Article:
A lot of my fellow bloggers on Collaboration Loop have been talking lately about the pitfalls of trying to establish a successful collaborative business environment. In our experience, there are three primary barriers to widespread adoption of collaboration technology: integration, e-mail, and human nature.
Integration: For collaboration tools to reach their full potential and become a workplace-changing technology, they need to work together. The next-generation desktop will let users launch instant messages, audio, Web, and video conferences, asynchronous workspaces, telephone calls, and documents from a single real-time communications dashboard. Presence will be incorporated into all applications, so users can see where others are at all times, and how (and whether) they can be reached.
Today, a handful of vendors have developed RTCDs, although they don’t yet interoperate; others have partnered to enable integration between, say, an IM client and a Web conferencing service. Deals between AOL, Microsoft and other collaboration vendors are enabling interoperability among online presence services, but interoperable telephony presence is still practically, if not technically, impossible. And although SIP and SIMPLE hold the promise of out-of-the-box interoperability, the standards have not gotten us there yet.
E-mail: Many companies consider e-mail to be a part of their collaboration efforts, and have ranked it as the most-highly valued collaboration technology; in a Collaboration benchmark we conducted, IT executives scored e-mail a near-perfect 5 average on a 1-5 scale, where 1 is unimportant and 5 is vital. But in reality, e-mail is not a collaborative tool. Certainly, it can be a good tool for sharing information (though even there it’s outranked by online workspaces for document sharing, and IM for real-time messaging). But its asynchronous, one-to-one nature makes it complicate collaboration efforts rather than enhance them. And yet, users are so used to e-mail today, it will take time (and a certain amount of educational effort) to break them from the habit.
Human nature: Collaboration technologies are best suited for businesses where intellectual property is king (admittedly, a definition that fits more and more businesses these days). But the irony is, in businesses where IP rules, employees act a bit like courtiers—they’ll do anything to preserve their unique relationship with the information at hand. Sharing their knowledge, and working together with others in ways that may not make clear who owns a particular idea, is an alien concept to many American workers. This cultural stumbling block must be overcome for true collaboration to happen—regardless of how good the technology is.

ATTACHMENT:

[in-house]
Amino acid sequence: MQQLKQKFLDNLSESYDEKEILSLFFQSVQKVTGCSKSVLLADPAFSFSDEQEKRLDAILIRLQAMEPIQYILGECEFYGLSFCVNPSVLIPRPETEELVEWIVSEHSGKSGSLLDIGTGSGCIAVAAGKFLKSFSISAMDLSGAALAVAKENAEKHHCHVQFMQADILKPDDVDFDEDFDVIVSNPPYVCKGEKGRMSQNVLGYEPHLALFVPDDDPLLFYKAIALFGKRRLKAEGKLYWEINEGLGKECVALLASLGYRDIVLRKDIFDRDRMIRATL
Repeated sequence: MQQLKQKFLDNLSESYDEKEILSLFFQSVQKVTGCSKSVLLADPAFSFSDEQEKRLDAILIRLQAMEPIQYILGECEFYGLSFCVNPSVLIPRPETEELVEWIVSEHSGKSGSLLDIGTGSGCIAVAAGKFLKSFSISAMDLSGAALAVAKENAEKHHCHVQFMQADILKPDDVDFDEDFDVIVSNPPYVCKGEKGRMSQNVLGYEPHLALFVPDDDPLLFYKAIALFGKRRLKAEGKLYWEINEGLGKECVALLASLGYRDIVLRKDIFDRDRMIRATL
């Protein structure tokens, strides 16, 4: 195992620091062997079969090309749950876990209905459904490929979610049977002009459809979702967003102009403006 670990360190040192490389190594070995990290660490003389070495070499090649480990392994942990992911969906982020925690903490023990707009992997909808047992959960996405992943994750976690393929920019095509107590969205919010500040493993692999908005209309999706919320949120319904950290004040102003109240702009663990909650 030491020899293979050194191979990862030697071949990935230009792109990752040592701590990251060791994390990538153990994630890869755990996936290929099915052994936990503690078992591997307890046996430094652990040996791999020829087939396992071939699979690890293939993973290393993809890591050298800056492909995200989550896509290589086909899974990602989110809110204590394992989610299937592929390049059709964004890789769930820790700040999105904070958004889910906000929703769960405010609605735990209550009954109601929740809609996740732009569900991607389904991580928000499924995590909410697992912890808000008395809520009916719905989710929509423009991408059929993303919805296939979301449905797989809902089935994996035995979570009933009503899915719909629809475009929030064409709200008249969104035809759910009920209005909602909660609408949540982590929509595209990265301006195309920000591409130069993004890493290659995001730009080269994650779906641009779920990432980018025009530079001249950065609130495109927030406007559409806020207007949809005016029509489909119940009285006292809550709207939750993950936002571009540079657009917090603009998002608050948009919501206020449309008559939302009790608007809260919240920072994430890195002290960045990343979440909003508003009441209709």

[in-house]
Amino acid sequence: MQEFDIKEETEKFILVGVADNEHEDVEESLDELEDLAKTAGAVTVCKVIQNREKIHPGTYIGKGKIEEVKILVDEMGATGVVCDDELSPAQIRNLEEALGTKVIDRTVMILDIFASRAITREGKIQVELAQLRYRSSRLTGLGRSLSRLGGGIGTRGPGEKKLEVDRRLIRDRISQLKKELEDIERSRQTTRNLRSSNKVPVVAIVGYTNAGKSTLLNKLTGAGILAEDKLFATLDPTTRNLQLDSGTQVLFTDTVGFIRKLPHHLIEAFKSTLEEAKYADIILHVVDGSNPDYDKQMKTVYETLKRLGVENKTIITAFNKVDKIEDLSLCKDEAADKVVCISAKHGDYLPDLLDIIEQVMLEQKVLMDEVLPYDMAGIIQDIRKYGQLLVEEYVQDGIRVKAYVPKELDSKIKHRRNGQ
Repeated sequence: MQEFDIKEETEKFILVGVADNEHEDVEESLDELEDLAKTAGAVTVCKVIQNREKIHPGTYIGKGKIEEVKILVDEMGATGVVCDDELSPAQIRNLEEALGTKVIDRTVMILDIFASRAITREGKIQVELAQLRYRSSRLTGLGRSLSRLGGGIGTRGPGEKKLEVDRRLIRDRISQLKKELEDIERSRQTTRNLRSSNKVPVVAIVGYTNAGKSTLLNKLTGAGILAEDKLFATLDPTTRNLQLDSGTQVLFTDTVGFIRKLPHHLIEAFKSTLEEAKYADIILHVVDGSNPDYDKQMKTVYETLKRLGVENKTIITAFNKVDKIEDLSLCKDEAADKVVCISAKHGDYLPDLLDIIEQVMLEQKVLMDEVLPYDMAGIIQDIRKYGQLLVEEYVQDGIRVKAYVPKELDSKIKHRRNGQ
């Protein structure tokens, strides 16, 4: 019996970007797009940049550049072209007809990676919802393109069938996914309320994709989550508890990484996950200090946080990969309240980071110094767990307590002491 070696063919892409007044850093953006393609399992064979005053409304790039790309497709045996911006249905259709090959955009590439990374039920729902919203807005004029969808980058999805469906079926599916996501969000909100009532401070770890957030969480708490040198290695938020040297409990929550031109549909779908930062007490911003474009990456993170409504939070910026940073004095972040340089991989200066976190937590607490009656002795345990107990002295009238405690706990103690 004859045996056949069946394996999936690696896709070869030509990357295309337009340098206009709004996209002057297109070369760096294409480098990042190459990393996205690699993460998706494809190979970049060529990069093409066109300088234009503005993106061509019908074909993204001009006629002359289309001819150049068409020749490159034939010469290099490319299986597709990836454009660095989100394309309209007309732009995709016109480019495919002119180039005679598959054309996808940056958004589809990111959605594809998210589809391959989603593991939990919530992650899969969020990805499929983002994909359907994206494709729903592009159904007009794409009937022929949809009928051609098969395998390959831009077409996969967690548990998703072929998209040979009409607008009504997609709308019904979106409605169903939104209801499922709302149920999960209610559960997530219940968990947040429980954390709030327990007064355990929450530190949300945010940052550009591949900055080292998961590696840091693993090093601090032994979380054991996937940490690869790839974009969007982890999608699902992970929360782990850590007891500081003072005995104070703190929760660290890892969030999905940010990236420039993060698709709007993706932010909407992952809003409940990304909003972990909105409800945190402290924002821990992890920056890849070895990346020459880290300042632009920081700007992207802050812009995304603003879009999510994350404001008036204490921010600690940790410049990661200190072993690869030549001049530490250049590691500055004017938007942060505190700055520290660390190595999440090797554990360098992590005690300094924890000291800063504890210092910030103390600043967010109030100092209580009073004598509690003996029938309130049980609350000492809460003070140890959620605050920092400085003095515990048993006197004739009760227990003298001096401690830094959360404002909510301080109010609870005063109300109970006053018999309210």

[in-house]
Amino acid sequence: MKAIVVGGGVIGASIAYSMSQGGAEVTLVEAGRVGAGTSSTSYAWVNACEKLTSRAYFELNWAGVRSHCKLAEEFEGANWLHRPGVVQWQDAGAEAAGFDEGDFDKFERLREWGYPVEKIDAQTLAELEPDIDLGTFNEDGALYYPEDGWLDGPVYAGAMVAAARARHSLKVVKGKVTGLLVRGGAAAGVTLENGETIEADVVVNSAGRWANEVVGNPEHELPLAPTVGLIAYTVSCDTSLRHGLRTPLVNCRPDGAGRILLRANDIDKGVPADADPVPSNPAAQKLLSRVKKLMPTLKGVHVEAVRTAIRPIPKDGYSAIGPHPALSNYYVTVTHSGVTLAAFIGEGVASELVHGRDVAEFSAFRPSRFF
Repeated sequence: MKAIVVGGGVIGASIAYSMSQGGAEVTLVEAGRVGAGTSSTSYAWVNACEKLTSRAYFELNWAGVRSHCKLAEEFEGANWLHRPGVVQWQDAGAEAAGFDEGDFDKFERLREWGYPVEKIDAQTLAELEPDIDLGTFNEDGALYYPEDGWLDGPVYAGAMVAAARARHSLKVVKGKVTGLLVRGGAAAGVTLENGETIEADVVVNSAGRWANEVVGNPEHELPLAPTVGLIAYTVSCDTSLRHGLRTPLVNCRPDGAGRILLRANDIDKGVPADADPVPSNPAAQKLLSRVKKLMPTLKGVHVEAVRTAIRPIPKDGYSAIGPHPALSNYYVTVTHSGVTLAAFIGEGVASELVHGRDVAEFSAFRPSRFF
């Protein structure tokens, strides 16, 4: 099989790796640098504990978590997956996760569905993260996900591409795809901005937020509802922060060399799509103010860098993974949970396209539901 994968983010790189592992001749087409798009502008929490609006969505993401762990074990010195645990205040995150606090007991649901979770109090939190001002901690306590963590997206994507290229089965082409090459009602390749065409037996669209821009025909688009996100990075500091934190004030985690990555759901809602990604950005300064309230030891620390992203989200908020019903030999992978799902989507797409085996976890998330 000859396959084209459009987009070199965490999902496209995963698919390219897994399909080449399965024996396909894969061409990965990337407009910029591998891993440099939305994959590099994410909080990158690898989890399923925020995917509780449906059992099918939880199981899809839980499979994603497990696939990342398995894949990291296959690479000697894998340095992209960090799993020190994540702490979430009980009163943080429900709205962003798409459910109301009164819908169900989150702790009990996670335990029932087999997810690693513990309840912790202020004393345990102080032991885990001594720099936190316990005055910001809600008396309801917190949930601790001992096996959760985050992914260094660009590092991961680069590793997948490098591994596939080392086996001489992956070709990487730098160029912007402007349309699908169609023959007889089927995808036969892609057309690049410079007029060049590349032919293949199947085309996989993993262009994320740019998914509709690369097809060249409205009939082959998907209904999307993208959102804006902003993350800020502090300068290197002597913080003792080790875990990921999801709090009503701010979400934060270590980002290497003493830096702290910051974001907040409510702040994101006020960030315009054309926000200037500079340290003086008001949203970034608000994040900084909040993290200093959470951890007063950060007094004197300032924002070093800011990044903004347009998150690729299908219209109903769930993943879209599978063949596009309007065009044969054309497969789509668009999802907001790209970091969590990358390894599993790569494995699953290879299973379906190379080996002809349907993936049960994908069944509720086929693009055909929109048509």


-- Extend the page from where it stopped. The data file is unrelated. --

This viewpoint can be entrenched in surprising places. One executive who works for a vendor of collaboration technology tells this story: “When I worked at [another collaboration vendor], I was the knowledge management guy. In that role, I produced a whole bunch of work—whitepapers, research, best practices, you name it—and I’d put it all in the online database, so everyone could see it. And then I’d get a call from a guy across the world who wanted to tap me for my knowledge. And I’d ask ‘How did you find me?’ Almost always, they’d have done a search for “knowledge management” and they’d find the list of the documents I wrote, and decide that I was the in-house expert. But they never read them.
“They always wanted me to fly to wherever they were and teach their staffs about what I did. I’d tell them that all they had to do was give the presentation I’d put in there, complete with notes for the presenter and everything; I’d even work with them in advance to collaborate on the project. They’d still tell me to fly out. That’s about expertise location, but it’s not quite serving the ultimate purpose of collaboration. And that’s still the story.”
In that example, technology wasn’t the problem, nor was the attitude of the holder of the knowledge in question—it was the fact that others in the organization couldn’t grasp the concept of collaboration.
The Business of Going DigitalDigital business isn't about changing code; it's about changing what legacy sales, distribution, customer service, and product groups do in the new digital age. It's about bringing big data analytics, mobile, social, marketing automation, cloud computing, and the app economy together to launch new products and services. We're seeing new titles in this digital revolution, new responsibilities, new business models, and major shifts in technology spending.